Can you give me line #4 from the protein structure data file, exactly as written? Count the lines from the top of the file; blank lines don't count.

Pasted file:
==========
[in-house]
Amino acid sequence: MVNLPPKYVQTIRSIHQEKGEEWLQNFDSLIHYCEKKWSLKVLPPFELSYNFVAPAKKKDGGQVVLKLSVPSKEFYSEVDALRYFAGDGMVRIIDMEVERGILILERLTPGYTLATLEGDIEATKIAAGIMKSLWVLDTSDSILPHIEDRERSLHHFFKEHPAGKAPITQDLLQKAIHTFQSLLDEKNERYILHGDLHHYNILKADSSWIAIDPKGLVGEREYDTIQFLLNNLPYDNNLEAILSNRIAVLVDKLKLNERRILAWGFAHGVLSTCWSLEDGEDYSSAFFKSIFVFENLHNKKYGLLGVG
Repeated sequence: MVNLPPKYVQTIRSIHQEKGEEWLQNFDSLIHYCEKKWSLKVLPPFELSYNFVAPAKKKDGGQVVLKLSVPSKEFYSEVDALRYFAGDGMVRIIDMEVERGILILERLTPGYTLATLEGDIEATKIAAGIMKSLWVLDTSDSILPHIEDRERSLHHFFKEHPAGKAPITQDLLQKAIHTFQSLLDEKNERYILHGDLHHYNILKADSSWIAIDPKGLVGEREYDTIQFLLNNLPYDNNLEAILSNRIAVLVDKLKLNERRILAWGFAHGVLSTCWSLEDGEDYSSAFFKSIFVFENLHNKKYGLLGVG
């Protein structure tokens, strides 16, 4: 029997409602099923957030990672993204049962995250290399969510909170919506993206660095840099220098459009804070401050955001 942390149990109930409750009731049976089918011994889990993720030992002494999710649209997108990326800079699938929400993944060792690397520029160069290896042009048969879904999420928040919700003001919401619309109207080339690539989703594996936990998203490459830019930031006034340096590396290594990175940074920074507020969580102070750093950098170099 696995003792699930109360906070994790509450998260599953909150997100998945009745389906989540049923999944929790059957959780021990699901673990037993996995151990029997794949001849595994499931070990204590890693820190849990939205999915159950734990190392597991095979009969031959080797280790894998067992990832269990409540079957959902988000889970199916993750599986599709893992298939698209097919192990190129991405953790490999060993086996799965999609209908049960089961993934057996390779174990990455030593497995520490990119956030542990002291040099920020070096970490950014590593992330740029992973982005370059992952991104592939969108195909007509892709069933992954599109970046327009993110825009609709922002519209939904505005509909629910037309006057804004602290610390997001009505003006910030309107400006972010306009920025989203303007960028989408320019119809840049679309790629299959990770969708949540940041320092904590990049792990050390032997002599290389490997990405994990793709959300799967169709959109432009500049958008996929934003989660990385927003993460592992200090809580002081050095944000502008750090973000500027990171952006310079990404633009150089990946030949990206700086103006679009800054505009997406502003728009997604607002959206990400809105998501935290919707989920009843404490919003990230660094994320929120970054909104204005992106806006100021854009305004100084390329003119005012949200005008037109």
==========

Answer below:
């Protein structure tokens, strides 16, 4: 029997409602099923957030990672993204049962995250290399969510909170919506993206660095840099220098459009804070401050955001 942390149990109930409750009731049976089918011994889990993720030992002494999710649209997108990326800079699938929400993944060792690397520029160069290896042009048969879904999420928040919700003001919401619309109207080339690539989703594996936990998203490459830019930031006034340096590396290594990175940074920074507020969580102070750093950098170099 696995003792699930109360906070994790509450998260599953909150997100998945009745389906989540049923999944929790059957959780021990699901673990037993996995151990029997794949001849595994499931070990204590890693820190849990939205999915159950734990190392597991095979009969031959080797280790894998067992990832269990409540079957959902988000889970199916993750599986599709893992298939698209097919192990190129991405953790490999060993086996799965999609209908049960089961993934057996390779174990990455030593497995520490990119956030542990002291040099920020070096970490950014590593992330740029992973982005370059992952991104592939969108195909007509892709069933992954599109970046327009993110825009609709922002519209939904505005509909629910037309006057804004602290610390997001009505003006910030309107400006972010306009920025989203303007960028989408320019119809840049679309790629299959990770969708949540940041320092904590990049792990050390032997002599290389490997990405994990793709959300799967169709959109432009500049958008996929934003989660990385927003993460592992200090809580002081050095944000502008750090973000500027990171952006310079990404633009150089990946030949990206700086103006679009800054505009997406502003728009997604607002959206990400809105998501935290919707989920009843404490919003990230660094994320929120970054909104204005992106806006100021854009305004100084390329003119005012949200005008037109």